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Students, Sandoval want ugly “alien” label out of state law books

Students, Sandoval want ugly “alien” label out of state law booksCHICAGO – Calling the term “illegal alien” a bigoted label from a bygone era, local high school students and state Senator Martin Sandoval are pushing legislation to replace “alien” with “undocumented immigrant” in Illinois law books.

“The word ‘alien’ is really offensive. It's not just rude but it dehumanizes undocumented people, and that's not right," said Uriel Hernandez a ninth grader at Solorio Academy High School.

"All workers, documented or undocumented, pay taxes and do their fair share, so there is no such thing as an "Illegal" person," added fellow ninth grader Delila Lopez.

Students at Solorio Academy took up the issue and brought it to Sandoval’s attention. The academy is in Gage Park, which is home to one of the highest undocumented immigrant populations in Illinois.

In turn, Sandoval sponsored Senate Bill 3021, which would officially make the change in all state laws. The Senate could take up his proposal as early as this week.

“These are words bigots use to label people. We need to move past these bygone eras of racism and bigotry and recognize the reality around us. Let’s stop labeling and start welcoming our neighbors and co-workers,” said Sandoval.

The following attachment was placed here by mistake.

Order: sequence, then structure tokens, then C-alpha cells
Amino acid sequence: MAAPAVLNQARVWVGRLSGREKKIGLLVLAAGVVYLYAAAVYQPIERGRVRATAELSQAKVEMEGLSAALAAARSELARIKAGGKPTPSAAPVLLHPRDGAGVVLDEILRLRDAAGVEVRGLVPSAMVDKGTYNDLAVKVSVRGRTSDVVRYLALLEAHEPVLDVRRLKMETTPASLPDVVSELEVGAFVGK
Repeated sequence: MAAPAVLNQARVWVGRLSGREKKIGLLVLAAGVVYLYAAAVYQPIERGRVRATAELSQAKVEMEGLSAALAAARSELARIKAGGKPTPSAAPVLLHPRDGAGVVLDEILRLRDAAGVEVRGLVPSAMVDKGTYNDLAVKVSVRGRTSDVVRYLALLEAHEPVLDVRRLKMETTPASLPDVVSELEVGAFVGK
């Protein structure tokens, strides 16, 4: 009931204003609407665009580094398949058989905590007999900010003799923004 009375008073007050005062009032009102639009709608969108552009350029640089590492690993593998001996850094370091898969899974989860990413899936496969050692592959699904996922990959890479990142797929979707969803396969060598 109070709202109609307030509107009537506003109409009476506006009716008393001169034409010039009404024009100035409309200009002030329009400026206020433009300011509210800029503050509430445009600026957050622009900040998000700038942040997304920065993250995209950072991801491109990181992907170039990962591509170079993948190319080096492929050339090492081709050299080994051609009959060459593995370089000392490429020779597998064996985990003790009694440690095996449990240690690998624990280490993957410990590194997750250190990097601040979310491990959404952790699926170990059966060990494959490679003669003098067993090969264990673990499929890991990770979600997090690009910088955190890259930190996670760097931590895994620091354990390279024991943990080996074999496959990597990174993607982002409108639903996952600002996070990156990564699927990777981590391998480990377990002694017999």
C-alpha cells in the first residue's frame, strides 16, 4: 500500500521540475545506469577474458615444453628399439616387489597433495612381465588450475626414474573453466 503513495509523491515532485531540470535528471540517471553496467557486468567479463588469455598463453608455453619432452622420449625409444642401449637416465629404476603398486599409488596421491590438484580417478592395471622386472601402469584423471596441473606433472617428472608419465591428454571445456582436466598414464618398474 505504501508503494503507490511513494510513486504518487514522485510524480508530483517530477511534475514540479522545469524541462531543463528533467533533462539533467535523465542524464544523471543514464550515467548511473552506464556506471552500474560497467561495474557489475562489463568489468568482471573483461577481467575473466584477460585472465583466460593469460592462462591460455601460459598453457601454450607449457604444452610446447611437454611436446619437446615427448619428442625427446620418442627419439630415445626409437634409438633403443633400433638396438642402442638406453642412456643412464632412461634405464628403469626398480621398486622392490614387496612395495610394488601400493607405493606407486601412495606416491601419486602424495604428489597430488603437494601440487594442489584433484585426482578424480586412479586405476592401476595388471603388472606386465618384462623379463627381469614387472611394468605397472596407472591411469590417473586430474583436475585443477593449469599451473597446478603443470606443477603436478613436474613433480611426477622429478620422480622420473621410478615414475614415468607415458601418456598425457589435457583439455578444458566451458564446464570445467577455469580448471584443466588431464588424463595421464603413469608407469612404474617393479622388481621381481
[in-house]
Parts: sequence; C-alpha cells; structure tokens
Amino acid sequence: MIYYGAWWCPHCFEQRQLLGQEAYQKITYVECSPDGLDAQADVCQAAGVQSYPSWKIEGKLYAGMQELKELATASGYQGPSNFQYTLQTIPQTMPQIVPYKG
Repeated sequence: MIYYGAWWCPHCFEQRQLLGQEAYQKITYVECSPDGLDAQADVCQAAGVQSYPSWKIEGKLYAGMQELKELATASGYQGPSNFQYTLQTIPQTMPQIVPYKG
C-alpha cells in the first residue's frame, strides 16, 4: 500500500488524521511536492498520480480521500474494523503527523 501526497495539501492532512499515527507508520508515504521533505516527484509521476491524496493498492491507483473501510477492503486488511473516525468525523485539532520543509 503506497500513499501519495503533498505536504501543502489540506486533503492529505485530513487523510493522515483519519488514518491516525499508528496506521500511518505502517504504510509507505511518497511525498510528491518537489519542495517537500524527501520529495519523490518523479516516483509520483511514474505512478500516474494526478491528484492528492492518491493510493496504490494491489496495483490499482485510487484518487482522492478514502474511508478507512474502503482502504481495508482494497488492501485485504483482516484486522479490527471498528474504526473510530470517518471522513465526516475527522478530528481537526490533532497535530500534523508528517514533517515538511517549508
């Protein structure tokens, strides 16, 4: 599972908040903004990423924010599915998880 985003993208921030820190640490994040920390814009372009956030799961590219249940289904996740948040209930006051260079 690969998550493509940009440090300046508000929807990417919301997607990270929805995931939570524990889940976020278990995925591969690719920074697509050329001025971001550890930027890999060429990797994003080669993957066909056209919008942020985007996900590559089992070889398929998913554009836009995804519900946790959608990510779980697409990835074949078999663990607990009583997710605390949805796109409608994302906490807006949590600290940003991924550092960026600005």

Sandoval and the students’ efforts come as Latino issues and communities are at a crossroads. Increasingly hateful speech in political circles has targeted immigrant communities and sought to blame them for economic woes even as studies show they are a vital contributor to our nation’s economy.

Meanwhile, the perception that undocumented immigrants “strengthen the country” has steadily been on the rise among all adults since 2010, according to a 2015 Pew Research Center survey. More than 70 percent of those surveyed said they think undocumented immigrants should be allowed to remain in the U.S., as long as they meet certain requirements.

Outside Illinois law books, the term has been on its way out for quite some time. A 2013 Pew Research Center survey showed that media organizations have largely stopped using the phrase.

Illinois isn’t the only state taking up this issue. California recently voted to remove “alien” from its law books. And Illinois lawmakers have, in recent years, taken action to update the state’s laws to better reflect terminology and remove offensive labels.

For instance, in 2011, lawmakers voted to remove the term “mental retardation” in law books and replace it with “intellectual disability.” That same year, the term “crippled” was eliminated in favor of “physically disabled.”

Sen. Martin A. Sandoval

11th District
(Retired)

Years served: 2003 - 2019

Committee assignments: Energy and Public Utilities; Higher Education; Licensed Activities; Transportation (Chairperson); Subcommittee on Capital (Sub-Chairperson).

Biography: Full-time state legislator, born in The Back of the Yards, graduate of Loyola University in Chicago where he earned a Bachelor's of Science in psychology; married (wife, Marina) has three children.

Associated Representatives:
Michael J. Madigan
Celina Villanueva